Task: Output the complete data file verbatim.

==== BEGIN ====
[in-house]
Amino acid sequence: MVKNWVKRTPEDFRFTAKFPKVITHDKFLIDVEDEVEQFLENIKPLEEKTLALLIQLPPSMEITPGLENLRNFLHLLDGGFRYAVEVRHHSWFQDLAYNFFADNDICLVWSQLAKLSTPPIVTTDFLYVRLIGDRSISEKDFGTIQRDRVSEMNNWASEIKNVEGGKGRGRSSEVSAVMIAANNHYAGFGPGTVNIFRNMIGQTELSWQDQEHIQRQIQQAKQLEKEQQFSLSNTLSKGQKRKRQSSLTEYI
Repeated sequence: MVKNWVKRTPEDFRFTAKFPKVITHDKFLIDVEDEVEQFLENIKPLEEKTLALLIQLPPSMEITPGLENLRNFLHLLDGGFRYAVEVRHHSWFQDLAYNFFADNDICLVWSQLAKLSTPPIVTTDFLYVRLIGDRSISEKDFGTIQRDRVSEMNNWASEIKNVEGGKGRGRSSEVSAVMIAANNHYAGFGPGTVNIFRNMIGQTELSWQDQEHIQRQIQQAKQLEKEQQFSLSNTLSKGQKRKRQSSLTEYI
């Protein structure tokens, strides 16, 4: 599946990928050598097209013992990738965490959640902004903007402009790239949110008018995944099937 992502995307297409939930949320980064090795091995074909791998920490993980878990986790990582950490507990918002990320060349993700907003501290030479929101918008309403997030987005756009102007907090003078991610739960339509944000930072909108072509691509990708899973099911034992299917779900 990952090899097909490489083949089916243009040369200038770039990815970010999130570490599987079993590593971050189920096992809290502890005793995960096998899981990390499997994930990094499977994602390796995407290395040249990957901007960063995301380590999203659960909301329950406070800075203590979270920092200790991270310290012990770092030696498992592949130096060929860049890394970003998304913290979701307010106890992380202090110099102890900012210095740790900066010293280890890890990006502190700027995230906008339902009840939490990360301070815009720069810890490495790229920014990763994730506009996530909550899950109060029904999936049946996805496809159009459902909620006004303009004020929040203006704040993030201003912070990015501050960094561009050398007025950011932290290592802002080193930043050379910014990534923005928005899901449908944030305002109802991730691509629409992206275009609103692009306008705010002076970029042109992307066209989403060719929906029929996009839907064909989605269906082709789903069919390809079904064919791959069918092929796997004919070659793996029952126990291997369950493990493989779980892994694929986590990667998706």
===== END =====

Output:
[in-house]
Amino acid sequence: MVKNWVKRTPEDFRFTAKFPKVITHDKFLIDVEDEVEQFLENIKPLEEKTLALLIQLPPSMEITPGLENLRNFLHLLDGGFRYAVEVRHHSWFQDLAYNFFADNDICLVWSQLAKLSTPPIVTTDFLYVRLIGDRSISEKDFGTIQRDRVSEMNNWASEIKNVEGGKGRGRSSEVSAVMIAANNHYAGFGPGTVNIFRNMIGQTELSWQDQEHIQRQIQQAKQLEKEQQFSLSNTLSKGQKRKRQSSLTEYI
Repeated sequence: MVKNWVKRTPEDFRFTAKFPKVITHDKFLIDVEDEVEQFLENIKPLEEKTLALLIQLPPSMEITPGLENLRNFLHLLDGGFRYAVEVRHHSWFQDLAYNFFADNDICLVWSQLAKLSTPPIVTTDFLYVRLIGDRSISEKDFGTIQRDRVSEMNNWASEIKNVEGGKGRGRSSEVSAVMIAANNHYAGFGPGTVNIFRNMIGQTELSWQDQEHIQRQIQQAKQLEKEQQFSLSNTLSKGQKRKRQSSLTEYI
């Protein structure tokens, strides 16, 4: 599946990928050598097209013992990738965490959640902004903007402009790239949110008018995944099937 992502995307297409939930949320980064090795091995074909791998920490993980878990986790990582950490507990918002990320060349993700907003501290030479929101918008309403997030987005756009102007907090003078991610739960339509944000930072909108072509691509990708899973099911034992299917779900 990952090899097909490489083949089916243009040369200038770039990815970010999130570490599987079993590593971050189920096992809290502890005793995960096998899981990390499997994930990094499977994602390796995407290395040249990957901007960063995301380590999203659960909301329950406070800075203590979270920092200790991270310290012990770092030696498992592949130096060929860049890394970003998304913290979701307010106890992380202090110099102890900012210095740790900066010293280890890890990006502190700027995230906008339902009840939490990360301070815009720069810890490495790229920014990763994730506009996530909550899950109060029904999936049946996805496809159009459902909620006004303009004020929040203006704040993030201003912070990015501050960094561009050398007025950011932290290592802002080193930043050379910014990534923005928005899901449908944030305002109802991730691509629409992206275009609103692009306008705010002076970029042109992307066209989403060719929906029929996009839907064909989605269906082709789903069919390809079904064919791959069918092929796997004919070659793996029952126990291997369950493990493989779980892994694929986590990667998706």